My initial plan was to write something that prunes the object before sending it to Json(). This is a tricky bit of work and the general case still eludes me. But, along the way, a coworker told me about JSON.NET, a converter that is claimed to be vastly superior. So far, it is. At first, it produces the same error. However, it has a setting, "ReferenceLoopHandling.ignore," that makes it go away.

I'm not sure if the resulting data structure is complete (there is evidence that it prunes a little too much) or if it has more settings to make it work better. Still, it's a start.

Sometimes Things Work

I'm working toward a routine that prunes nHibernate object graphs (that's what the cool kids call them) so that they can be serialized for JSON transmission without getting an error because it's recursive. In the process, I've been experimenting with ways of handling objects retrieved by NH. Bottom line, it is easy and works the way one would hope. In particular, I have retrieved a triple object, people, bars and relationship from the people side, then changed the data on some of the relationship records. A simple flush() and the correct records get back to the database with changes in place. The amount of not having to write a bunch of save routines I am enjoying is marvelous. Similarly, I made a routine to populate the database and it works nicely, too. FYI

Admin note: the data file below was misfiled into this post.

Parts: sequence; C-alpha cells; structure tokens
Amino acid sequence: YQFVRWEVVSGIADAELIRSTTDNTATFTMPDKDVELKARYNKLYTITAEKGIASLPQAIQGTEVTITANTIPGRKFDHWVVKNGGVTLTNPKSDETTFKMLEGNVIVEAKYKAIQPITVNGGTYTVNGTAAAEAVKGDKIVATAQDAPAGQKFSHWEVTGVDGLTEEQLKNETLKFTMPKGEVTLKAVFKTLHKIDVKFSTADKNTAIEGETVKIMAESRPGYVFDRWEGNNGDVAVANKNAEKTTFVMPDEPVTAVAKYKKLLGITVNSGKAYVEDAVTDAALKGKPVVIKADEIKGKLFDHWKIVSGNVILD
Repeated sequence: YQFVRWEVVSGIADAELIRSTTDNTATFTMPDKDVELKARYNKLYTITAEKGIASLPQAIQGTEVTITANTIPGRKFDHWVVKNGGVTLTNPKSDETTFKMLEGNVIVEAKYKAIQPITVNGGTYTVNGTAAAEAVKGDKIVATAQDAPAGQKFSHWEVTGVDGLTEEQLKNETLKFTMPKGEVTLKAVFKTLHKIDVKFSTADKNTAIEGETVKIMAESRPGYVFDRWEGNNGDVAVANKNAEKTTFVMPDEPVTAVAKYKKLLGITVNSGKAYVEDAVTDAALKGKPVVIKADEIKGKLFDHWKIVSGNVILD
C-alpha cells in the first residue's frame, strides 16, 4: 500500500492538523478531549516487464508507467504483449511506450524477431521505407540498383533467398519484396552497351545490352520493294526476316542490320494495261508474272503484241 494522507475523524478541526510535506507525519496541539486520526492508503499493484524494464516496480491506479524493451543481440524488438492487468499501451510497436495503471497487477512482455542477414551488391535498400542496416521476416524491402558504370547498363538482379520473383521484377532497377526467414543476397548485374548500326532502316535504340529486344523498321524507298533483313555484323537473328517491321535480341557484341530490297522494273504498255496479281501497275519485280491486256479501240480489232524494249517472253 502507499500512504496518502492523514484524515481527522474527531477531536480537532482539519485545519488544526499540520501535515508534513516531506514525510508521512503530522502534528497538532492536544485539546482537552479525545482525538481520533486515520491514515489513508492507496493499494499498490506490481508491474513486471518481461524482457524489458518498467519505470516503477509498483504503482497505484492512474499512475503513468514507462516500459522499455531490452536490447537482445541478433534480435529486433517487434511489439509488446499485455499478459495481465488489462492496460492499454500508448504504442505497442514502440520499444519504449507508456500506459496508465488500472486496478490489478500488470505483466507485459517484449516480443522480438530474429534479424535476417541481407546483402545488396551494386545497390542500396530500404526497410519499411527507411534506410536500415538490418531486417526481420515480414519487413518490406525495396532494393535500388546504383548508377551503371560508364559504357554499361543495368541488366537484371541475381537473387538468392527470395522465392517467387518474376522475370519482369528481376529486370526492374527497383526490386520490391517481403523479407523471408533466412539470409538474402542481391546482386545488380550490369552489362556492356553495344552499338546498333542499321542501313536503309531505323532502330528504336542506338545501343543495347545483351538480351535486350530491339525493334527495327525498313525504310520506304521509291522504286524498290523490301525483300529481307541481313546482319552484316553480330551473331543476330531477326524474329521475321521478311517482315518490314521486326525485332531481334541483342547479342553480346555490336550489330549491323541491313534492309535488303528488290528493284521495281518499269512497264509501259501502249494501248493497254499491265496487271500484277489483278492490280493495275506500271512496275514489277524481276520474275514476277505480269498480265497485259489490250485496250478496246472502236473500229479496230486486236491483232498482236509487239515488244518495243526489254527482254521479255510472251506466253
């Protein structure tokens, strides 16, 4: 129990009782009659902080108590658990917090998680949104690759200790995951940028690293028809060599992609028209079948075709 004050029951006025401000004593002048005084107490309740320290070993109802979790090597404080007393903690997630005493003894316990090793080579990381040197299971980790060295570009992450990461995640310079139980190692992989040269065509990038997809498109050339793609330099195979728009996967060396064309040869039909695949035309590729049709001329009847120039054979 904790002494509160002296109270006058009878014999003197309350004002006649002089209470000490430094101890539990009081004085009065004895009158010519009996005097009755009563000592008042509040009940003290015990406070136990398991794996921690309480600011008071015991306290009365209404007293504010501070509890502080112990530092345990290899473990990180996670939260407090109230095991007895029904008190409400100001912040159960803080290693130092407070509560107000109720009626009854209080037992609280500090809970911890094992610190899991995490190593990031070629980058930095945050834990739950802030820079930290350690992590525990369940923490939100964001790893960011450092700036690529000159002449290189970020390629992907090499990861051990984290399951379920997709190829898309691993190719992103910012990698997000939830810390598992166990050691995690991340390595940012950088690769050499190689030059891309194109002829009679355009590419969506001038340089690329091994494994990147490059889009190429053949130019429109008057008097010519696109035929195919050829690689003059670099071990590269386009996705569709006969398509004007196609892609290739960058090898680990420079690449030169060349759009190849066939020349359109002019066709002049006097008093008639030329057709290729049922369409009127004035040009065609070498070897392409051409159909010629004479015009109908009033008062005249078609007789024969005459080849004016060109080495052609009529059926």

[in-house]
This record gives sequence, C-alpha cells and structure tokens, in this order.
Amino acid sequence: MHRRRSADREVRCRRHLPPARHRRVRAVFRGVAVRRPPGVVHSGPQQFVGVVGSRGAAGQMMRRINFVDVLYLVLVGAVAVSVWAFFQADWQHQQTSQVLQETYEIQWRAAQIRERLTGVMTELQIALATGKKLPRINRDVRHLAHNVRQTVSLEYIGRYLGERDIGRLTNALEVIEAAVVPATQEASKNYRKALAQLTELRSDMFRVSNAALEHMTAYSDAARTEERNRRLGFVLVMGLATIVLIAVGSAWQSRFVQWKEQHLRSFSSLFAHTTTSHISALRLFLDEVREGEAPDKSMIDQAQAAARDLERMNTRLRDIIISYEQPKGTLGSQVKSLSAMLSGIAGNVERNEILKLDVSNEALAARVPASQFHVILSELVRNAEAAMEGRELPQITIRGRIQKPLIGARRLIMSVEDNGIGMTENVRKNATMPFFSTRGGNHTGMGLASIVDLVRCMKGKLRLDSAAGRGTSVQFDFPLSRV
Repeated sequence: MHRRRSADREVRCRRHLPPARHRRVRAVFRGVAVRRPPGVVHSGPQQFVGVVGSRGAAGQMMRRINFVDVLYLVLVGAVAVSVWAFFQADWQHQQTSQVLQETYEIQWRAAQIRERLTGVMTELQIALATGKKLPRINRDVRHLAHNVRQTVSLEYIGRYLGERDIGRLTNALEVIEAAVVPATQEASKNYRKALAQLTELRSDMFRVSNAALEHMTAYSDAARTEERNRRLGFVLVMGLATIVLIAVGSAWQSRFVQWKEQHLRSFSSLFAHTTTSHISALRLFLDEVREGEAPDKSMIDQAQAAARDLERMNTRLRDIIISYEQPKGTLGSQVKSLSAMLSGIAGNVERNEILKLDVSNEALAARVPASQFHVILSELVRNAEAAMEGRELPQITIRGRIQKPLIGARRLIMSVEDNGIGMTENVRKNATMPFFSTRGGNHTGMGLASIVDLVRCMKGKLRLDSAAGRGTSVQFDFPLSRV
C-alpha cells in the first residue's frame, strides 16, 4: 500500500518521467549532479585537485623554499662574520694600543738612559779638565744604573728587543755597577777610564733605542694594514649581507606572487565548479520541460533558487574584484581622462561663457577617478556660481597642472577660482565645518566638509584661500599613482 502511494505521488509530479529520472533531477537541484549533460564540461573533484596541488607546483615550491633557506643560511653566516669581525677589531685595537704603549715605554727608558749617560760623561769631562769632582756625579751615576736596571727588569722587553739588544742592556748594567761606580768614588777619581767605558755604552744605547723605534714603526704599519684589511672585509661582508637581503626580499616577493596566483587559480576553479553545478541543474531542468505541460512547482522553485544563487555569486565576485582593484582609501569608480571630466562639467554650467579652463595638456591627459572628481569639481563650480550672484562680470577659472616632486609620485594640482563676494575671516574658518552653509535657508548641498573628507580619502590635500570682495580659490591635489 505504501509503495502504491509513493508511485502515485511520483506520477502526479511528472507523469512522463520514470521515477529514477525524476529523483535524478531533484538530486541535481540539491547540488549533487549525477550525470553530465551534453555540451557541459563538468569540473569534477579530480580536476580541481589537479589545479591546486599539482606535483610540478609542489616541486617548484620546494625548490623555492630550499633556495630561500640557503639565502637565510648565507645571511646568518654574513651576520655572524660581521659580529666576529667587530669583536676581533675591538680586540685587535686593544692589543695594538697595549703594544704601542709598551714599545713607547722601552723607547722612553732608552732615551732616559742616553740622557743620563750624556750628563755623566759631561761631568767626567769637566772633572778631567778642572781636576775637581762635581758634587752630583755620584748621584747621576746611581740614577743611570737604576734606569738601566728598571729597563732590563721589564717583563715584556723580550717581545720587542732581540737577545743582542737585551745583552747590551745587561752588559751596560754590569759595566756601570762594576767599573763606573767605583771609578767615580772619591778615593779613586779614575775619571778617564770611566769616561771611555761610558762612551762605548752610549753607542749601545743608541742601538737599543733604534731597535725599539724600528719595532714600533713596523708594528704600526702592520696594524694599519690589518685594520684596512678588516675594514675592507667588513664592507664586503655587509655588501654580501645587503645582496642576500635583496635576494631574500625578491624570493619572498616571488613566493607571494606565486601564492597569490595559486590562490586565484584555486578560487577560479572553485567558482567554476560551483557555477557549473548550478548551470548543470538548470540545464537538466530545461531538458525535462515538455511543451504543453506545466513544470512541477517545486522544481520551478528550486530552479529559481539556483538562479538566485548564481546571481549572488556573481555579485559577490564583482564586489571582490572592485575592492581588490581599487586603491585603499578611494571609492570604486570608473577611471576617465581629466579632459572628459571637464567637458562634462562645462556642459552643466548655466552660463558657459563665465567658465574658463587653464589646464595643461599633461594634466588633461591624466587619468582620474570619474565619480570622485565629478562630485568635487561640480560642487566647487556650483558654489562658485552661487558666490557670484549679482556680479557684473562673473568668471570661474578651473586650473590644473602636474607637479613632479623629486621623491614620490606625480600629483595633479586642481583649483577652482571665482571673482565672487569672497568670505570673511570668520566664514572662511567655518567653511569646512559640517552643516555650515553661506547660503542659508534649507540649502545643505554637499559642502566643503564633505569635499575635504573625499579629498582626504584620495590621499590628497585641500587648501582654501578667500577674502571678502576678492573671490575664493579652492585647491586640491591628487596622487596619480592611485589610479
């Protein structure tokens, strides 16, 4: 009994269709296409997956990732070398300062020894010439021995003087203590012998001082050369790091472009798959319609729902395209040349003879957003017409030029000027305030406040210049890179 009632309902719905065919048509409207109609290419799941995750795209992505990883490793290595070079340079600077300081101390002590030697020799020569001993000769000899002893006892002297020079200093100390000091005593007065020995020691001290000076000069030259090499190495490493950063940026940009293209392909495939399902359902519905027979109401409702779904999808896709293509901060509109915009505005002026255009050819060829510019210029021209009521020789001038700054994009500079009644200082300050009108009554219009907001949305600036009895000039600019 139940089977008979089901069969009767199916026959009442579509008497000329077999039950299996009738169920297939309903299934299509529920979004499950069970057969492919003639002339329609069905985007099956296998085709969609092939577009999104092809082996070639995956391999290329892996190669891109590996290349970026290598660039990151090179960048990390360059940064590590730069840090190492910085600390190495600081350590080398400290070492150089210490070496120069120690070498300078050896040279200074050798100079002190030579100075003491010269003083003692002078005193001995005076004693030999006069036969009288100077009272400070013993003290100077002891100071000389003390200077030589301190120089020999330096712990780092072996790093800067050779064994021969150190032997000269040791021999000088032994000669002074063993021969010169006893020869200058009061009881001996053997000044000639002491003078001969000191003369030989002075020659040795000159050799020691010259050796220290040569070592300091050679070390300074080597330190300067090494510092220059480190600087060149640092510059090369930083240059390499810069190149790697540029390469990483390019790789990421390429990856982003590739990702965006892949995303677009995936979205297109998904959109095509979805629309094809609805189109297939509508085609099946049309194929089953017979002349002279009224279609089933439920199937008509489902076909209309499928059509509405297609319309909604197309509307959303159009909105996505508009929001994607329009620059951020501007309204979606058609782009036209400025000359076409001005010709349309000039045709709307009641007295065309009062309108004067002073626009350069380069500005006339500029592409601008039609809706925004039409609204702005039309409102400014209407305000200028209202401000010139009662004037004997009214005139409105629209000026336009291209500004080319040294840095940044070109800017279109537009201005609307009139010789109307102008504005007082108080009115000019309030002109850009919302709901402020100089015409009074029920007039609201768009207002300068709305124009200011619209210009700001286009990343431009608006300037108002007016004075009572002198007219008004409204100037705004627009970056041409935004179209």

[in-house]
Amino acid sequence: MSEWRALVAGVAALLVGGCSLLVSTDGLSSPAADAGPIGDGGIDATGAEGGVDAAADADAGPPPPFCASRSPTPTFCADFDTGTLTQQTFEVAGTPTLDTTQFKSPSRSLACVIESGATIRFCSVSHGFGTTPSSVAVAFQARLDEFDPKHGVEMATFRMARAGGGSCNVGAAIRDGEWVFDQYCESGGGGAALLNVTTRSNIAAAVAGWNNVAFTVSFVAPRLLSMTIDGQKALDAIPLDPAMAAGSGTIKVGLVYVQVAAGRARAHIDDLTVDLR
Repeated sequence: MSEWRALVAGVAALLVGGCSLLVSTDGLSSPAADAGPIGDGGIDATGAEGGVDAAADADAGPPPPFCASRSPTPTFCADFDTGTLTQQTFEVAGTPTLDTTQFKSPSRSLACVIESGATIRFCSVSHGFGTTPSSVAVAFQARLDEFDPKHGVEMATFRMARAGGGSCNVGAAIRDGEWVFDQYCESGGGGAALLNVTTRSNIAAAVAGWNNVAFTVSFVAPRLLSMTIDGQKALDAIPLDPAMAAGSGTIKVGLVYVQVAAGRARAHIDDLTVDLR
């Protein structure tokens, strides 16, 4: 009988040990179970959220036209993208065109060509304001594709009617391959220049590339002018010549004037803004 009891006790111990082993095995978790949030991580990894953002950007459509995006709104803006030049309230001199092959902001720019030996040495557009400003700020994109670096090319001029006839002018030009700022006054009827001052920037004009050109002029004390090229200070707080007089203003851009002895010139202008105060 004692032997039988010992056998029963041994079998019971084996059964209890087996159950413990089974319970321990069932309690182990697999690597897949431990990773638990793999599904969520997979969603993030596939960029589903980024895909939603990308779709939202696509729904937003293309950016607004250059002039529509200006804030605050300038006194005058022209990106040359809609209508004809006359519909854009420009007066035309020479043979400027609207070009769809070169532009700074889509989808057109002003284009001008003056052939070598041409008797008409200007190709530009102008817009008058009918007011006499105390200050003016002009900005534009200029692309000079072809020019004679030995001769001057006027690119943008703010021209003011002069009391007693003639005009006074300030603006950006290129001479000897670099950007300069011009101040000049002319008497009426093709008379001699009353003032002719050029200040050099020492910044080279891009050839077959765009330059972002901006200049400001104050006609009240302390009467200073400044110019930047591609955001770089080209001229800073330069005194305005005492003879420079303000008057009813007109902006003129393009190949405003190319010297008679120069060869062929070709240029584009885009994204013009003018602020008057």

IIS7 Static Variables Refer to the Entire Server Context

I just had a conversation that saved my bacon BIGTIME!!

Static variables are shared across the entire server. If you declare a static variable in your web application and have ten thousand people using it, when one of them does something that sets the variable, it changes it for everyone. There does not appear to be a way to create any sort of global variable that is not also universal.

The workaround is to use the http session object instead (though this is a crime, in my opinion).

DataType ShouldBeStatic = (DataType) System.Web.HttpContext.Current.Session["ShouldBeStatic"];

What I can't believe is that this isn't emblazoned all of the universe when you google ".NET tutorial". There is nothing like it in the LAMP world. I can't imagine what sort of problems I would have suffered if I had not learned this and then the problems of going through an entire application to fix it. Bullet Dodged!